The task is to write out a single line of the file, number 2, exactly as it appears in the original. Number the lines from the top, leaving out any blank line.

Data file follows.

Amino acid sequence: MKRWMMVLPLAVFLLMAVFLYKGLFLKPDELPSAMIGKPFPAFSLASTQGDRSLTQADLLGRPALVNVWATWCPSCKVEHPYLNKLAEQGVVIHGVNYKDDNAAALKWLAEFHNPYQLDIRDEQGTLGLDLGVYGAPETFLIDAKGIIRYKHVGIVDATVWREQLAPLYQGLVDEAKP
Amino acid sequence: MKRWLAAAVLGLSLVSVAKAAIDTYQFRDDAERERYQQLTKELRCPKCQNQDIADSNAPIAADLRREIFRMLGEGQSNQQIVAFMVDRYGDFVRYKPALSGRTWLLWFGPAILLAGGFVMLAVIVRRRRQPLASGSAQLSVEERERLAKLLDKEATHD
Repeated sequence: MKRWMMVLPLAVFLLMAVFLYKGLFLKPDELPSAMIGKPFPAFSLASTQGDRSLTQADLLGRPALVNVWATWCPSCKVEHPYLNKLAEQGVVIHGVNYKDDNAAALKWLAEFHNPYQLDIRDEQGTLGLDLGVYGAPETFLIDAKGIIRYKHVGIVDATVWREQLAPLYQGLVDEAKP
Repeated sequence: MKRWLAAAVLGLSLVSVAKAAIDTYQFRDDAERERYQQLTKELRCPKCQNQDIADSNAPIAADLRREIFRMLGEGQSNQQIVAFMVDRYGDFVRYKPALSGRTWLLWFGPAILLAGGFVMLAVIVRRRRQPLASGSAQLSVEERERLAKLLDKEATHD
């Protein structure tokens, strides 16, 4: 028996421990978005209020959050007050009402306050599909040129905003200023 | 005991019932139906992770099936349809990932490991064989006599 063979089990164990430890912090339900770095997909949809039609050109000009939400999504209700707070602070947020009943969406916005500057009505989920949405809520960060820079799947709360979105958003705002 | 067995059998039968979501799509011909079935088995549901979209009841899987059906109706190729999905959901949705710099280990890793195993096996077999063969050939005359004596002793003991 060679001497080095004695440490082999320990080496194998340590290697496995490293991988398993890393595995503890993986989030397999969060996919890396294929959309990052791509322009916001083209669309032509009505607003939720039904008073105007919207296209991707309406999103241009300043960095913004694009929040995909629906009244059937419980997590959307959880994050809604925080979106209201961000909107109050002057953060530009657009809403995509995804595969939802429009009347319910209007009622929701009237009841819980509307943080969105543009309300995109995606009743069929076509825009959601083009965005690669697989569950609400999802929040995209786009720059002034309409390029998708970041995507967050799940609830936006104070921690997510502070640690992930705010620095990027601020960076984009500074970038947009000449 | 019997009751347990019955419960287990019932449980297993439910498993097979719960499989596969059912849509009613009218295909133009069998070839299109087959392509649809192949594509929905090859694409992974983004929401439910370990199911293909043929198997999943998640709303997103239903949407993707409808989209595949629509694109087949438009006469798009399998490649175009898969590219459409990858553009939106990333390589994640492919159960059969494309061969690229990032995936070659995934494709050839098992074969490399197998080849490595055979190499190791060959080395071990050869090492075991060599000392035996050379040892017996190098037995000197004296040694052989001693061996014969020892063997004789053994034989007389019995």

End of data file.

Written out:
Amino acid sequence: MKRWLAAAVLGLSLVSVAKAAIDTYQFRDDAERERYQQLTKELRCPKCQNQDIADSNAPIAADLRREIFRMLGEGQSNQQIVAFMVDRYGDFVRYKPALSGRTWLLWFGPAILLAGGFVMLAVIVRRRRQPLASGSAQLSVEERERLAKLLDKEATHD